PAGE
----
5. As always, I love the post.

    I’d like to ask though, what would the Lhazaar Principalities’ role have been in the War? Neutral traders? Mercenaries? Pirates preying on the losers of other naval battles?

      • I suppose I was asking for that answer… I would one day love to see a full book like Five Nations for the rest of Khorvaire. As great as the various pieces of information we have are, it’d be fantastic to get the same sort of regional view of the world.

        Also, I think you’d enjoy this; One of my players, a Fire Genasi Warlock, described the cleric’s spells as “Blah, blah, blah, miracle.” I promptly told her that was the perfect attitude for a Lhazaarite regarding religion.

  6. I don’t have any meaningful questions or comments to add, but just wanted to thank you for this whole thing; it’s basically a mini-supplement, and what I’ve been looking for ever since Forge of War dropped the ball. It’s one thing to tell players “you fought for Karrnath in the Last War, and most often fought Cyre,” but quite another to say “you were in an elite cavalry division that would ride in after the undead broke weakened the Cyran lines, but sometimes you still have nightmares about the Warforged Titan tearing down the fortress walls and the faces of the goblin mercenary that killed your friend.” Super compelling material, and stuff that I’m glad to see.

    • Thank you – I appreciate it. Honestly, I’m spending more time on these posts than I should be with all the other work I need to do, and at 7,000 words (at the moment) a post like this is like a mini-supplement. I still plan on doing a Patreon at some point soon so I can justify spending time on such things, but I’m waiting until I’ve had a chance to showcase more of the things I’d like to do with the site.

  7. Oh, silly question: was Talenta pulled into the Last War at all, or was their relative distance and the influence of Ghallanda and Jorasco enough to spare them from most of the fighting?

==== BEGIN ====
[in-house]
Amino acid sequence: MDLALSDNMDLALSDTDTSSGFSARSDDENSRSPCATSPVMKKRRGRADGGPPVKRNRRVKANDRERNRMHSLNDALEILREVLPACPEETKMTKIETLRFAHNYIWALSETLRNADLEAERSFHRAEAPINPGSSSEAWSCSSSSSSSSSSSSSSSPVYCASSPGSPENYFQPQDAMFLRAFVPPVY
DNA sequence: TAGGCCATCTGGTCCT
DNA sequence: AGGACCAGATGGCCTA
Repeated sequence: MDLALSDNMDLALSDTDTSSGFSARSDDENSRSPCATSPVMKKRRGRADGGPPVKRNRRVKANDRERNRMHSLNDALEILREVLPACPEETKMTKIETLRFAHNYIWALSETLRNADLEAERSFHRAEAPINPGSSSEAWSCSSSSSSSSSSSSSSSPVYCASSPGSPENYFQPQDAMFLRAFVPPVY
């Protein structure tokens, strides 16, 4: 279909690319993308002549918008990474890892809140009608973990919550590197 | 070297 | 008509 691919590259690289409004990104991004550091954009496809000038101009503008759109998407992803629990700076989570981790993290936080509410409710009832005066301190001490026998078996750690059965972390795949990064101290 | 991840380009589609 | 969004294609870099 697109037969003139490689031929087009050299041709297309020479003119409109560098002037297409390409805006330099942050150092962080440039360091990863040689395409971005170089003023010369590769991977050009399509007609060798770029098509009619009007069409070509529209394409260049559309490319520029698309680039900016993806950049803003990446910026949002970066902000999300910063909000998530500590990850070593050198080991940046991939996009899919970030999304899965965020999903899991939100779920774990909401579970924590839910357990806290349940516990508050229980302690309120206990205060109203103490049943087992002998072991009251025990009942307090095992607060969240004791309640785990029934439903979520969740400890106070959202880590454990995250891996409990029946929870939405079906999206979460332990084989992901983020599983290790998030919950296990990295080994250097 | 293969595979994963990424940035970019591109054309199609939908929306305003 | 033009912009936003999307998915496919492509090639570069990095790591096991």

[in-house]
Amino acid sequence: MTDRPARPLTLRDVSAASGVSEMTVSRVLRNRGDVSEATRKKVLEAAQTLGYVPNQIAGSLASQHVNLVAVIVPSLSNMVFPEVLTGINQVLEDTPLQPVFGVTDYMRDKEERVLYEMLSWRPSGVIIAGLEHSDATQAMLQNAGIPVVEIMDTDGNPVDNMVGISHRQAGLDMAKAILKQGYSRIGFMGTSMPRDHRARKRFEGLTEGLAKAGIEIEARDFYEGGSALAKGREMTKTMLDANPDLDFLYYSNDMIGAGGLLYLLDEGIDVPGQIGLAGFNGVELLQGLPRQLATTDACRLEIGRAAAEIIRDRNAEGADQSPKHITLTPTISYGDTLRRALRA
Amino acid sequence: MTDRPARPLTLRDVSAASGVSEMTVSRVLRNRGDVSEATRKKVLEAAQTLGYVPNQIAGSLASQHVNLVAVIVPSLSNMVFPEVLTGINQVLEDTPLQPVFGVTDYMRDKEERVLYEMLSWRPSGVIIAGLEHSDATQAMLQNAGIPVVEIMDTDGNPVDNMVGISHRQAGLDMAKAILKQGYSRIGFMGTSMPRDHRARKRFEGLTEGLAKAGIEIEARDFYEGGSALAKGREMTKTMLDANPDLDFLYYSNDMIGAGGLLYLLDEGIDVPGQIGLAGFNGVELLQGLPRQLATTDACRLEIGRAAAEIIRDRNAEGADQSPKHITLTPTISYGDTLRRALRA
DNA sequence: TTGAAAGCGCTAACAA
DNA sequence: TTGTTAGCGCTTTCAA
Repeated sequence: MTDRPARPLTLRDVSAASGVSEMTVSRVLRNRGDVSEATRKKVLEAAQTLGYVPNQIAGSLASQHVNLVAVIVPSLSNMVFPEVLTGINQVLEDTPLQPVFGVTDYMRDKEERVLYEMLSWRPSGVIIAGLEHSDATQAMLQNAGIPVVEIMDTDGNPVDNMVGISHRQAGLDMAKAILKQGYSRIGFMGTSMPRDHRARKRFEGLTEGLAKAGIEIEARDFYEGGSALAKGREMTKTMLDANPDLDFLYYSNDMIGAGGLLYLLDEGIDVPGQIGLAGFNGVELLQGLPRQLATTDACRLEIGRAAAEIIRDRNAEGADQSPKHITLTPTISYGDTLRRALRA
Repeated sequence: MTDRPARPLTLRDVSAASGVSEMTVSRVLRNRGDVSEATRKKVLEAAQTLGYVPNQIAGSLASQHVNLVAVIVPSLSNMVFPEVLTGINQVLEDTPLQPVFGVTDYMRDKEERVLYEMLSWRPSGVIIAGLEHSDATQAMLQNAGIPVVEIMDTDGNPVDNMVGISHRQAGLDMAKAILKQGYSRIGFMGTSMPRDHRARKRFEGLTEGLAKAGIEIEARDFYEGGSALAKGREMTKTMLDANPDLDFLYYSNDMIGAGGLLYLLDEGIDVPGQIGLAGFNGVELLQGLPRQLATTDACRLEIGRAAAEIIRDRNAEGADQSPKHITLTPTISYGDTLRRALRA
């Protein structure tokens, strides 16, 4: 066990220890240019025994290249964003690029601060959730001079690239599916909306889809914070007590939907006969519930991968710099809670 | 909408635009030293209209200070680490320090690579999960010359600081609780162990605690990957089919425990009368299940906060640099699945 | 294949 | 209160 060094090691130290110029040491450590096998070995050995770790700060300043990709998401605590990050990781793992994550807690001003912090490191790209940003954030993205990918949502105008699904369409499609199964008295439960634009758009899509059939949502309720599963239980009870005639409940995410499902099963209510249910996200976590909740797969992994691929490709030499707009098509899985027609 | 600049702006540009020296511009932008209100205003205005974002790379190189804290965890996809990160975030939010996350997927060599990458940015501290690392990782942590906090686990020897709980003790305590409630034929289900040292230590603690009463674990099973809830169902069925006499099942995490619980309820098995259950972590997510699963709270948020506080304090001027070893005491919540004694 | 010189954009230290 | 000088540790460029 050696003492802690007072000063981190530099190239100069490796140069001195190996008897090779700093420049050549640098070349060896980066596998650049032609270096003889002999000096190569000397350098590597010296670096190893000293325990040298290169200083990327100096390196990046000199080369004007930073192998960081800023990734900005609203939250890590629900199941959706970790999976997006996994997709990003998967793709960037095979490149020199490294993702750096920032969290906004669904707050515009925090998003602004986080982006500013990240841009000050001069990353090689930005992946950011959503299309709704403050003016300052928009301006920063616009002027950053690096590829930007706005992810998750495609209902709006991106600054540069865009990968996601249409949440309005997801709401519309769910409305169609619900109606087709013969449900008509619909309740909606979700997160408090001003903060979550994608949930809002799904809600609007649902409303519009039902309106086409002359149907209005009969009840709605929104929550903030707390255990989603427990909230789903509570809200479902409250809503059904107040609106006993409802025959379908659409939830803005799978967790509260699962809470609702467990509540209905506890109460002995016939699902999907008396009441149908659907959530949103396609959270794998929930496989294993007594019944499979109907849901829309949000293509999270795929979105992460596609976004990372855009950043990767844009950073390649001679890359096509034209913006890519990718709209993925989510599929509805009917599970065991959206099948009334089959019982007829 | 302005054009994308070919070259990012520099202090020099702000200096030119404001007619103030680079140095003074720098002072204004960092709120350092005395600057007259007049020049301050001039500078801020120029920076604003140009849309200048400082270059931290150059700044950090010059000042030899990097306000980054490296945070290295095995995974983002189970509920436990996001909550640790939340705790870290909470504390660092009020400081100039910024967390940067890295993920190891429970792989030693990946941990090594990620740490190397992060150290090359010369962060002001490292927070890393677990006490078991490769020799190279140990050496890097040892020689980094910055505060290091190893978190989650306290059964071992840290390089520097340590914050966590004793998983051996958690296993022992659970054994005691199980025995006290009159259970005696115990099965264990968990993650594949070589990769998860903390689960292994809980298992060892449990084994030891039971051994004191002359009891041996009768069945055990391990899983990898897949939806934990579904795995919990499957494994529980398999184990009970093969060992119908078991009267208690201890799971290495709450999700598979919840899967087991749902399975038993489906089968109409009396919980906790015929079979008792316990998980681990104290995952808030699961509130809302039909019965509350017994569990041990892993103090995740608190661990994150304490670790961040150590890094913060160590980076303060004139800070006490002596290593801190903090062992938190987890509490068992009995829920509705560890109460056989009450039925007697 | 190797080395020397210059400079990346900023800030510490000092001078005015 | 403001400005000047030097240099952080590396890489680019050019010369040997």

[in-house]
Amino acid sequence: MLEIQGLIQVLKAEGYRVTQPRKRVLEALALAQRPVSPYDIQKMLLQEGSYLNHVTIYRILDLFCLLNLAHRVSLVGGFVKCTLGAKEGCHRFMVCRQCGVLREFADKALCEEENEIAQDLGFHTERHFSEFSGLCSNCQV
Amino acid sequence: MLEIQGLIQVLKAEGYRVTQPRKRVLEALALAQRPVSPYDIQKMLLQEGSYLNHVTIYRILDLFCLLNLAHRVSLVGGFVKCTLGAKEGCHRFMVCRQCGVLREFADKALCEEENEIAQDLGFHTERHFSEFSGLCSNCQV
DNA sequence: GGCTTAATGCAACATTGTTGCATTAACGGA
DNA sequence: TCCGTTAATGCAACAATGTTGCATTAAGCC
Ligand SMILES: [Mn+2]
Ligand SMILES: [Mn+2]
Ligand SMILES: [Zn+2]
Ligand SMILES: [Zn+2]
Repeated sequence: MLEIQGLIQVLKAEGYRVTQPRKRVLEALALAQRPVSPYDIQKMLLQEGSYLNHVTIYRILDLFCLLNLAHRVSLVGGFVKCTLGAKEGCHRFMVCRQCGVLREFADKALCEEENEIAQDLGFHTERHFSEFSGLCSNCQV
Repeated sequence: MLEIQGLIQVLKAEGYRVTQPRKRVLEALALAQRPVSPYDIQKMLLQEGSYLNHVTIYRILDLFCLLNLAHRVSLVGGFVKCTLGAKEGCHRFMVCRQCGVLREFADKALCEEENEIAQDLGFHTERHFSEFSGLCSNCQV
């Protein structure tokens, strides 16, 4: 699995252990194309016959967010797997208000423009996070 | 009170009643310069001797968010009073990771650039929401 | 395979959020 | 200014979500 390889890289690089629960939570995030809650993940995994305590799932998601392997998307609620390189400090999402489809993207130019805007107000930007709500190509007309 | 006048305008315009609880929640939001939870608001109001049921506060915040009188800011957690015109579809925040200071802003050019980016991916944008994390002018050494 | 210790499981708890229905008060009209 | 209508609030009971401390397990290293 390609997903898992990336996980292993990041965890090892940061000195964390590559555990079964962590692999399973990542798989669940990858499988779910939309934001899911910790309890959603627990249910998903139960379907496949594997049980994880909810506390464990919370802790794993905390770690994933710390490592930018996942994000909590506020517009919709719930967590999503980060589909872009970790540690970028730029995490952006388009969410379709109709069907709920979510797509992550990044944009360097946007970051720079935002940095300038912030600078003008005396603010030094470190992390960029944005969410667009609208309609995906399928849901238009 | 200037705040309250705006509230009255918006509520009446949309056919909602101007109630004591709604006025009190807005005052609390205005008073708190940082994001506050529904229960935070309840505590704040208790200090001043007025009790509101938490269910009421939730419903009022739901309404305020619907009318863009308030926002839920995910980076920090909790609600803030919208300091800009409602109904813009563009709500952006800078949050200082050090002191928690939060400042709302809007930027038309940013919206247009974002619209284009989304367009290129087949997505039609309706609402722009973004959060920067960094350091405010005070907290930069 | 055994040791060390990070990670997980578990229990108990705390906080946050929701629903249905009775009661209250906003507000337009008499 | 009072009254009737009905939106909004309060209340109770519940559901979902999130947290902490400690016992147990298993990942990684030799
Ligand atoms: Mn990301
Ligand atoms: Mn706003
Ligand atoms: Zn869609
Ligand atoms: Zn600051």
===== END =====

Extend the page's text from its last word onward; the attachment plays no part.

8. Great as always, Keith! It was a good topic for the podcast and it gave me several ideas.

    A few questions:

    I seem to recall that Aundair took Arcanix from Thrane. If so, did they possess the arcane advantage they were known for at the beginning of the war? And if so, where did it come from? I imagine there are lots several second tier arcane academies in Aundair full of hopefuls who wish to transfer to Arcanix, plus maybe some Department of Arcanology at the University of Wynnarn which studies the wider contexts of arcane magic from a very academic perspective, but also manages to produce enough dabblers to have made a difference.

    How common were sending stones and other Sivis communications equipment on the battlefield? I could see it making a difference in how tightly units fought in addition to the area of effect spell issues you mentioned.

    Forge of War indicates that of all the nations, only Karrnath didn’t ally with one of the other five at any point during the war. Do you agree with this? And if so, why did they not find common cause with, say, Breland or Aundair versus Thrane? I could see the activities of the Emerald Claw frustrating attempts at alliances, as well as national pride on Karrnath’s part and ideology on Breland and Cyre’s part.

    Finally, Thronehold and Throneport are described as luckily escaping the devastation of the war. Given their symbolic and their strategic value in the center of Scions Sound in the center of the continent, how did this happen? An unspoken agreement rooted in reverence for Galifar? Or in self-interest? Or something else?

    • Regarding Thronehold, yes, I think it was a general understanding – perhaps even formalized in the early terms of war -that we’re fighting over who should rule but that we all wish to restore Galifar, and as such Thronehold would be held inviolate.

      I’ve answered your other questions in the main post. I’ve put the Arcanix question at the top of the questions list, as it’s an issue I have very strong feelings about.

      • Quick follow up on Arcanix: You’ve established that the Keeper of Secrets is bound at Arcanix’s location. Would you say that she is tied to the town, the moblie fortress, or both?